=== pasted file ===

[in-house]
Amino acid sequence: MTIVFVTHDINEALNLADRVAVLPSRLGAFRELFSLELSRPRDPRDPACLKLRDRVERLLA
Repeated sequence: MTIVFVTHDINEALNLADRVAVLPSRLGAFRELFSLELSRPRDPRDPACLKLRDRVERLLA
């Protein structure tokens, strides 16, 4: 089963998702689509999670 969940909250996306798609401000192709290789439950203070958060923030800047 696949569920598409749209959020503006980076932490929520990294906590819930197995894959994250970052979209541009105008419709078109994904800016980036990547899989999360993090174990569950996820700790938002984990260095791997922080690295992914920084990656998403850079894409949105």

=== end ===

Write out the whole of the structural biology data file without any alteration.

[in-house]
Amino acid sequence: MTIVFVTHDINEALNLADRVAVLPSRLGAFRELFSLELSRPRDPRDPACLKLRDRVERLLA
Repeated sequence: MTIVFVTHDINEALNLADRVAVLPSRLGAFRELFSLELSRPRDPRDPACLKLRDRVERLLA
């Protein structure tokens, strides 16, 4: 089963998702689509999670 969940909250996306798609401000192709290789439950203070958060923030800047 696949569920598409749209959020503006980076932490929520990294906590819930197995894959994250970052979209541009105008419709078109994904800016980036990547899989999360993090174990569950996820700790938002984990260095791997922080690295992914920084990656998403850079894409949105």